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Thomas Henry Barnes: In his own words

February 11, 2012

The following is an excerpt from Thomas Henry Barnes’ autobiographical manuscript. This section is about his father, Henry Barnes, who was a slave in Hagerstown and later became a free man.

“Henry Barnes was born of slave parents in or near Richmond Va. about the year 1818. Have no definite record of his parents. When but a boy he was bought by a wealthy resident of Hagerstown Md. whoes name was Barnes. an English man by birth — this man a slave holder would own only young black men, — Each one he would cause to learn a trade, — (Mechanical) — and contrary to the laws of the state (at that time) — he taught his slaves to read and write and the first rules of arithmetic. His business was to hire or contract these slaves out according to their trades, — and their education would enable them to keep time and record of work, — to report the same to him at conclusion of contract. About the year 1835. Barnes’ realizing that he had grown old and infirm. Called in his slaves nineteen in number, — secretly at night he confered — with them stating that he had not long to live — and as they had served him well. he had concluded to liberate them — handing each one their individual free papers, and two hundred dollars in money. He admonished and demanded that they immediately that night —, go to the barn take horses and wagons sufficient to carry them across the state line into Pennsylvania. leave the same at a place he had designated and aranged, and from their with all haist and caution — move on to Canada. He also earnestly requested that each one take his name as their own. to which they solemnly and readily consented. — thus then and their — nineteen young colored men took the name of Barnes. now go at once with all haste and caution — as his family. his heirs, in the morning, learning what had been done would take immediate steps to ajudge him insane.”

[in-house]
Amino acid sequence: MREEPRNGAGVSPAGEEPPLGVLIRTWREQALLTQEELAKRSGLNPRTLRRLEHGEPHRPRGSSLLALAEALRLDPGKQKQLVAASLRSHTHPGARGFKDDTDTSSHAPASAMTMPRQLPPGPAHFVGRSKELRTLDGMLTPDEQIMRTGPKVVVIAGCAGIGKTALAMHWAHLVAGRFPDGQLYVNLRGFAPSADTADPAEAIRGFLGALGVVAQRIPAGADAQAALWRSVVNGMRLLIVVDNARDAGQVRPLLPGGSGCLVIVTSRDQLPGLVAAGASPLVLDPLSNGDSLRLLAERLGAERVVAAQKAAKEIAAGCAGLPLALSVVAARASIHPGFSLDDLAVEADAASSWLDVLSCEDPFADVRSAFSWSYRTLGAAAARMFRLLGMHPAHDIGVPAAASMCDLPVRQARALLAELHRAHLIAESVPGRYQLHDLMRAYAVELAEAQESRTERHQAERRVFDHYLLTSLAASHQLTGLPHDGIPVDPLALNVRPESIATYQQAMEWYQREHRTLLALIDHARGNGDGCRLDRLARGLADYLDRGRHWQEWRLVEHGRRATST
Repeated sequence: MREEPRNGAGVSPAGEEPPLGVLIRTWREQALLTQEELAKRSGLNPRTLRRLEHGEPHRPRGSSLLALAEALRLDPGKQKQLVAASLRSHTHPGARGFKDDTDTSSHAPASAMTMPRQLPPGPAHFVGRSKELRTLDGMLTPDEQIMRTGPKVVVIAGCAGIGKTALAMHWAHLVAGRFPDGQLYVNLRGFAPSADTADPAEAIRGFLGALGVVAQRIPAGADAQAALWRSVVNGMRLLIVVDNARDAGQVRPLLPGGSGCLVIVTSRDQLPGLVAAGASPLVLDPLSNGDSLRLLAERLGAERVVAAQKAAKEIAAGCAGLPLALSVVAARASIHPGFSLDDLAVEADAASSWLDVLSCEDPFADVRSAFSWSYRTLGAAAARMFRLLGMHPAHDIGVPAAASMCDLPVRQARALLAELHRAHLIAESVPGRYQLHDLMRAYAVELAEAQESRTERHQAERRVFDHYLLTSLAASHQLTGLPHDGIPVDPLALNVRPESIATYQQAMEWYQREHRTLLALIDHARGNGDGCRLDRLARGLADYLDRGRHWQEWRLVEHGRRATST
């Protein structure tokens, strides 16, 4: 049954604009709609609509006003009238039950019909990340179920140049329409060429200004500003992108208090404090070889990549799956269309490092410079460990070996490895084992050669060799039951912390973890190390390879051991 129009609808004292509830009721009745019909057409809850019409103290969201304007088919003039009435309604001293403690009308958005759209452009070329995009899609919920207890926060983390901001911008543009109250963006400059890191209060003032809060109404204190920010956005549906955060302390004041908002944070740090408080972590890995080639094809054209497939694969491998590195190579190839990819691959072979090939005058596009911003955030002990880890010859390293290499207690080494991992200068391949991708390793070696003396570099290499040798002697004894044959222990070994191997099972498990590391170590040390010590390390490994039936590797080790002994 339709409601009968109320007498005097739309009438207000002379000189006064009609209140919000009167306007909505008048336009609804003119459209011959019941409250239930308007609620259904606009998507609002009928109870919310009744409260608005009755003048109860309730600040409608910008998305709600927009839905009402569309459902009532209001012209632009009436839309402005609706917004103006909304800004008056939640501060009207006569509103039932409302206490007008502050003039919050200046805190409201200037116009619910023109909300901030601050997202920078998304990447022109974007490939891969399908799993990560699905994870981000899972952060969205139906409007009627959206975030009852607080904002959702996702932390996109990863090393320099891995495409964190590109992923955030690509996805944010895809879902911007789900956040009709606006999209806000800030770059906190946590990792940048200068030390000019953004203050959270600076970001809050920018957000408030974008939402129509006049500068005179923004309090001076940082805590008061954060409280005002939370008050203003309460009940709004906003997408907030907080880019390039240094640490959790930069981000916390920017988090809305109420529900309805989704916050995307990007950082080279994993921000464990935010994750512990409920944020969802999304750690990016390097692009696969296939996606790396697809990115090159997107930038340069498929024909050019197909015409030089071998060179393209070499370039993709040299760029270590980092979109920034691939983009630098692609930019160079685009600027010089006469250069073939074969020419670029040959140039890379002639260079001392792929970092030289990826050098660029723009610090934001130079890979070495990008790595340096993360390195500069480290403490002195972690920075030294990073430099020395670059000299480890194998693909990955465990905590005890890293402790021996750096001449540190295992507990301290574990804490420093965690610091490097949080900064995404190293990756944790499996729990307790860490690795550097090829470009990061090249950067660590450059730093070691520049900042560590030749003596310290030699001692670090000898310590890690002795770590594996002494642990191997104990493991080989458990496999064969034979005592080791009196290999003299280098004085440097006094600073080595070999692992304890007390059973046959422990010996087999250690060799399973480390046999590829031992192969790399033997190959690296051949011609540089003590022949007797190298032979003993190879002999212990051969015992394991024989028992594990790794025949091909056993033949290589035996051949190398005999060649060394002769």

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— Courtesy of Fanny Crawford

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